The U.S. government has ruled that emotional support animals will no longer be considered service animals on flights in a decision that could earn airlines an extra $60million a year.
The Transportation Department issued a final rule on the Air Carrier Access Act Wednesday after years of tension between airlines and passengers who bring their pets on board for free by saying they need them for emotional support.
For years, the Transportation Department required airlines to allow animals with passengers who had a doctor’s note saying they needed the animal for emotional support.
Yet, airlines believed passengers abused the rule to bring a menagerie of animals on board including cats, ducks, turkeys, pigs, pandas, kangaroos and in one case, a peacock.
In August 2019, miniature horses were even added to the list of service animals allowed to travel on domestic flights under new guidelines provided by the federal government.
The agency said Wednesday that it was rewriting the rules partly because passengers carrying unusual animals on board ‘eroded the public trust in legitimate service animals.’
It also cited the increasing frequency of people ‘fraudulently representing their pets as service animals,’ and a rise in misbehavior by emotional-support animals.
The new rule will force passengers with emotional-support animals to check them into the cargo hold – and pay a pet fee that generally runs more than $100 each way. – or leave them at home.
The agency estimated airlines will earn up to $59.6 million a year in pet fees as a result.
Under the final rule, which takes effect in 30 days, a service animal is a dog trained to help a person with a physical or psychiatric disability.
Advocates for veterans and others had pushed for inclusion of psychiatric service dogs.
Airlines will also be able to require owners to vouch for the dog’s health, behavior and training.
They can require people with a service dog to turn in paperwork up to 48 hours before a flight, but they can’t bar those travelers from checking in online like other passengers.
Airlines can require that service dogs to be leashed at all times, and they can bar dogs that show aggressive behavior after incidents in which emotional-support animals bit passengers.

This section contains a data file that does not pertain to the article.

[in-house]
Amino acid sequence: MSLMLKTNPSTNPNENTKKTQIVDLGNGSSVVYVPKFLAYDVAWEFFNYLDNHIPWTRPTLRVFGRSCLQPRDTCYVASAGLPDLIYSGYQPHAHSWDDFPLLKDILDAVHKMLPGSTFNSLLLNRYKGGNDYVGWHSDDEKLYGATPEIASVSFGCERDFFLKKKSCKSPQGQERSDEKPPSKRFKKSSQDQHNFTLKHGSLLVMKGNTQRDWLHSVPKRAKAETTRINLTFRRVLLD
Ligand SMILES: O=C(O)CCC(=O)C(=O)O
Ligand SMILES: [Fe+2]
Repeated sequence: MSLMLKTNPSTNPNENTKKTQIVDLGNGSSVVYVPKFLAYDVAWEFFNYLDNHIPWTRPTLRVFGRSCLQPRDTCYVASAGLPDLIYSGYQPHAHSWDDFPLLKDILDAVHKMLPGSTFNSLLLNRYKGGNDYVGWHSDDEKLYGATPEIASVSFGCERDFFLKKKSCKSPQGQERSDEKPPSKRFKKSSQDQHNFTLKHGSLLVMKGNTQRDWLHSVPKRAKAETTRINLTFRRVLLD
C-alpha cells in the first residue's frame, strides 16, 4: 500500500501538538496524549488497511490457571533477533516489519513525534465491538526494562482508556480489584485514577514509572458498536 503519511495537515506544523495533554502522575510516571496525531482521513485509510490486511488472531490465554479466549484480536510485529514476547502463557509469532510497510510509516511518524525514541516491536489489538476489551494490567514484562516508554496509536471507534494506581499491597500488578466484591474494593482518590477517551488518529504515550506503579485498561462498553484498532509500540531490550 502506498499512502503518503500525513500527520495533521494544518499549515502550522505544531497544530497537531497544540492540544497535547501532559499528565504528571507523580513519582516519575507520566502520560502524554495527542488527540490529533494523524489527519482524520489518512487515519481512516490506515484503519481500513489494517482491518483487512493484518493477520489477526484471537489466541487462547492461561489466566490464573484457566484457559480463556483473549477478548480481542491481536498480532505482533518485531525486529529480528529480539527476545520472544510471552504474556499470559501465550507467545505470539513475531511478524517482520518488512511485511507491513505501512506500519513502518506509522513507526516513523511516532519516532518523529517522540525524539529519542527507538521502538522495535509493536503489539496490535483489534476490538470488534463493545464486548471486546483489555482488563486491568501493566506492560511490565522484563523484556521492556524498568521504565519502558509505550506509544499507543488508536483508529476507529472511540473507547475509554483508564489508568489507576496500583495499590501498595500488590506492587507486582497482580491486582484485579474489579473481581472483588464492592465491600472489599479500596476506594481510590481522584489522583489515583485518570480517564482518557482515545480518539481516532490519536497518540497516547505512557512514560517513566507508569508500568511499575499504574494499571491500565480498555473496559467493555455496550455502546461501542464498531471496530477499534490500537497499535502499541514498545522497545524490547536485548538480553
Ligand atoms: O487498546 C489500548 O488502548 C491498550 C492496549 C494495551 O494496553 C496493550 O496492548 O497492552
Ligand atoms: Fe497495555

The new ruling also allows airlines the OK to require a service animal to fit within its handler’s foot space on the airplane.
Also in Wednesday’s new ruling, the Transportation Department stood by an earlier decision to prohibit airlines from banning entire dog breeds.
That is a setback for Delta Air Lines, which banned ‘pit bull type dogs’ in 2018, a move that was criticized by disability advocates.
Delta, however, is giving no indication of backing down.
In a statement, a Delta spokeswoman said the airline is reviewing the new rule but, ‘At this time, there are no changes to Delta´s current service and support animal policies.’
The DoT revised the Air Carrier Access Act on Wednesday after receiving 15,000 comments on the proposal that was first pitched in January, according to Fox News.
Airlines argue that, in recent years, the number and types of support animals brought by passengers on flights has grown dramatically.
They lobbied the Transportation Department to crack down on what they consider a scam: passengers who call their pets emotional-support animals to avoid pet fees that generally run more than $100 each way.
Additionally, people with service animals say untrained creatures threaten their ability to fly with those that are properly trained.
Veterans groups sided with the airlines.
Last year, more than 80 veterans and disability groups endorsed banning untrained emotional-support animals in airline cabins.
Delta said that cases of urination, defecation, biting and even a serious mauling rose 84 per cent between 2016 and 2020.
They accused passengers of ‘ignoring the true intent of existing rules’.